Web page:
Tag Archives: Tyler Labine

Rise of the Planet of the Apes (2011)

Okay, confession time- this is my first “Planet of the Apes” movie. I have never seen the Charlton Heston original. Hell, I haven’t even seen the crappily reviewed Tim Burton film with Helena Bonham Carter and Mark Wahlberg.

But I have to say, despite my lack of experience with the “Apes” franchise, this one grabbed my attention right away. This is up there with Neill Blomkamp’s “District 9” as science fiction at its most emotionally charged, tinged with social commentary.

This is a star-studded cast — James Franco, John Lithgow, Tom Felton of the “Harry Potter” films — and yet the film belongs to the apes. These CGI wonders are incredibly realistic, and through the magic of modern technology, given the facial expressions of actors.

The plot: Will (James Franco) works for a scientific research facility, where he is trying to create a serum that will help the brain repair itself, curing maladies such as Alzheimer’s and other mental disorders. His heartache and his inspiration is his father Charles (John Lithgow) whose mind is in the grip of the disease.

For reasons I will not go into here, Will is put in charge of raising Caesar, a highly intelligent ape. Caesar’s expressions are contributed by Andy Serkis, the face behind Peter Jackson’s Gollum and King Kong. Will quickly gets attached to Caesar, but Will’s veterinarian girlfriend, Caroline (Frieda Pinto) wisely advises him that Caesar will not be young and cute forever.

Caesar’s presumed of abandonment at the hands of Will and abuse perpetrated by cruel ape handler Dodge (Tom Felton, mustering every bit of his meanness from his Draco Malfoy days) is upsetting but crucial to Caesar’s development as a character. But rather than make Will (Franco) into a villain, the film makes him a essentially good character who grows to care for Caesar deeply, but cannot take charge of his fate.

It hurt me to see Caesar abandoned and abused by the humans, so watching him break free and command a legion of primates in the ape revolution is gratifying. Most of the time, the movie makes you believe in its characters and happenings 100% percent, which is hard to do in a super-intelligent-apes-take-over-the-world movie. Caesar is an amazing character who grows so much throughout the movie, reaching a peak of development that some human film characters never even aspire to.

You don’t have to be a “Planet of the Apes” fan to see there is some kind of genius at work here, and this timely and relevant film will thrill and engross you. See it. Trust me.

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Tucker & Dale Vs. Evil (2010)

“Tucker and Dale vs. Evil” is a willfully ridiculous, ridiculously bloody, balls-out and slightly touching film that allows the hillbillies to be the heroes for a change.

Tucker and Dale, far from the chainsaw-wielding, pig-raping rednecks we have come to expect from horror movies and West Virginia jokes, are just trying to have a nice time at their vacation home when out of the blue come a group of college kids who also want to have a nice time… but quickly become an incompetent lynch-mob over a series of misunderstandings.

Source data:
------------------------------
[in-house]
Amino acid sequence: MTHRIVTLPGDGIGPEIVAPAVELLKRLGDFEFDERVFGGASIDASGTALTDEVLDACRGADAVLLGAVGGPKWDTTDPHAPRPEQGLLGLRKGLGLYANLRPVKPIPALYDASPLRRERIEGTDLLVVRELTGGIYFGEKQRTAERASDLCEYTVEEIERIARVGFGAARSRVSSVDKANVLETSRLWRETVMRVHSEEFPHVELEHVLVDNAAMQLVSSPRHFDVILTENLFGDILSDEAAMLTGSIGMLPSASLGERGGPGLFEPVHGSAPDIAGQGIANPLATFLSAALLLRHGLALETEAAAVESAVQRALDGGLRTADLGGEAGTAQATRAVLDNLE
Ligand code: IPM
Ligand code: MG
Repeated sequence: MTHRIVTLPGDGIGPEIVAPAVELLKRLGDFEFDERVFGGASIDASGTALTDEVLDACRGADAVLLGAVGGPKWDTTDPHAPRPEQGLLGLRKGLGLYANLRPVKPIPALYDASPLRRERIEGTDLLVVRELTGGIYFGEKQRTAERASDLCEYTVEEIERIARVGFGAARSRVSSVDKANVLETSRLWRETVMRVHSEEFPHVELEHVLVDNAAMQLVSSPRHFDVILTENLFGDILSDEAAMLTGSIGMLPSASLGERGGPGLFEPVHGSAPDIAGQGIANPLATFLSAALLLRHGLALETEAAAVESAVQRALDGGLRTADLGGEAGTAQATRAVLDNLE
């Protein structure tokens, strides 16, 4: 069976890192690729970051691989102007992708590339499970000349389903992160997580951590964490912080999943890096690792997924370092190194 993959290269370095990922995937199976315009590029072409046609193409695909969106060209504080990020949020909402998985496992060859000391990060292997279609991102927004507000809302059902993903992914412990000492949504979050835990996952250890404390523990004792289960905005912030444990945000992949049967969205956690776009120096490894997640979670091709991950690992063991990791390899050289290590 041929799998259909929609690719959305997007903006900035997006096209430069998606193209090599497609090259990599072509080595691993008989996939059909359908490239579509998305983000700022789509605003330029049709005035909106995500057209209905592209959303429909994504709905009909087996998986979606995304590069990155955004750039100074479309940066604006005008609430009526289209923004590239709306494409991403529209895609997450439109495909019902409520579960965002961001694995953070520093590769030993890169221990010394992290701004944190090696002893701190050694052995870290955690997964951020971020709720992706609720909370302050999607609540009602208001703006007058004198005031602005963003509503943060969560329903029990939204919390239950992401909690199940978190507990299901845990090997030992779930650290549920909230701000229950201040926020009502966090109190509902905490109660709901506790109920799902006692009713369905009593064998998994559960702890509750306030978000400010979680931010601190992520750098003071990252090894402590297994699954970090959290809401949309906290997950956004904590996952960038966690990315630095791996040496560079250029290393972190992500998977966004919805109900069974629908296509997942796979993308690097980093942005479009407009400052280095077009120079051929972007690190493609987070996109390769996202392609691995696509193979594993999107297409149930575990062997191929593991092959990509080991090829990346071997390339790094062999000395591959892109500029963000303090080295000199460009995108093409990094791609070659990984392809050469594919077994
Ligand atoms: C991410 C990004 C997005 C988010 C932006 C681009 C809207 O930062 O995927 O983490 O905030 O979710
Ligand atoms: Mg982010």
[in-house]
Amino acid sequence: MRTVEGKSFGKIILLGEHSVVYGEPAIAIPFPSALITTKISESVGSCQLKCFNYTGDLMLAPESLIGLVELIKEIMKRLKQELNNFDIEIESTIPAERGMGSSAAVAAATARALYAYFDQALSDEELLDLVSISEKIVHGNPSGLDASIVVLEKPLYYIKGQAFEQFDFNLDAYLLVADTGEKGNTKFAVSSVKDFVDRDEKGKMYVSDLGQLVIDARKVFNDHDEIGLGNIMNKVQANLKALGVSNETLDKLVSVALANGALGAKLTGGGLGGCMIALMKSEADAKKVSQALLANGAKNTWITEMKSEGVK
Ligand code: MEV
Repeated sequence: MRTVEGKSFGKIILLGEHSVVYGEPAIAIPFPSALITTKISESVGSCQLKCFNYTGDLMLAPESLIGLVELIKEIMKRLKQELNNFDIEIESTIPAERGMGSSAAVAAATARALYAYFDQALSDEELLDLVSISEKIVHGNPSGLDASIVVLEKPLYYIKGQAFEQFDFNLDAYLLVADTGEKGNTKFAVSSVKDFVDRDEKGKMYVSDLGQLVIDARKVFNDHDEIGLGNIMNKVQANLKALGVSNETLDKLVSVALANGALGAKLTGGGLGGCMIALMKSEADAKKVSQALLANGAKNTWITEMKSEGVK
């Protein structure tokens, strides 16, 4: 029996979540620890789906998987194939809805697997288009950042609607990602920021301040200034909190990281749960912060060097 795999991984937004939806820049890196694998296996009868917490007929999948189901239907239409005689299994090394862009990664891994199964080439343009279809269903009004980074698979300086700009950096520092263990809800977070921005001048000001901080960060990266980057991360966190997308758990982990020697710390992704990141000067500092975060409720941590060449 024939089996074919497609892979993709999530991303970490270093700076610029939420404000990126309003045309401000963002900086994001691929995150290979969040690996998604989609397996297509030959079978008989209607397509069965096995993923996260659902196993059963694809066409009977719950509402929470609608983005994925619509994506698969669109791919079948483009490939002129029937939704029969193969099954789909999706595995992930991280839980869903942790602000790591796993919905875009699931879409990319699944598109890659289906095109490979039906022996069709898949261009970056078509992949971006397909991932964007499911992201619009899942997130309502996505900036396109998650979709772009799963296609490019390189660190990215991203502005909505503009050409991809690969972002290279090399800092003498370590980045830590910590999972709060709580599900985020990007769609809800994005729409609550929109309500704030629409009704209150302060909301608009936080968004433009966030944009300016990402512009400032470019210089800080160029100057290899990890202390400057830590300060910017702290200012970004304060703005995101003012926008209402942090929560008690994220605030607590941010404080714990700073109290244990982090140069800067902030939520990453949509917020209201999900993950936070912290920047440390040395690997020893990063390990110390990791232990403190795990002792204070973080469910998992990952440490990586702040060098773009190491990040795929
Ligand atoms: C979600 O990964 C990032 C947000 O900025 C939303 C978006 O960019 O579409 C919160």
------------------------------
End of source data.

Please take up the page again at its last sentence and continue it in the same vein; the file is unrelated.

The progression of the plot is super simple — somehow, under various circumstances, these doltheads keep killing themselves all around Tucker and Dale’s vacation home. Meanwhile, lovelorn Dale (Tyler Labine) harbors a crush on one of the college girls (Katrina Bowden,) while TuckerĀ (Firefly’s Alan Tudyk) encourages him to believe in himself.

What really matters here are the jokes, delivered steadily and evoking a lot of laughs. The dialogue is one of the funniest in recent indie horror-comedies. The kills are brilliant in their own way, straining credulity to the extreme while still remaining hilarious and entertaining.

I don’t know how they did it, but I actually found the romance between bearish, backwoods boy Dale and slim, blonde college student Alison (Bowden) to be believable in the context of the movie. Anyway, it’s no less plausible than the college students somehow killing themselves, whether by fire, woodchipper (shades of “Fargo”) or tree branch (WTF?!)

“Tucker and Dale vs. Evil” has a big, warm, squishy heart at the middle of it, for all its guts and gore. It also provides a valuable message about not making snap judgments about people, without making the audience slog through the after-school special shit.

Alan Tudyk and Tyler Labine give hilarious performances as the two harmless hillbillies at the center of the story, while Katrina Bowden is fittingly likable as the college girl that Dale falls head over heels for. The ending gets a little overly silly, but the movie will have won your heart long beforehand. “Tucker and Dale vs. Evil” is a awesome entry into the horror/comedy genre.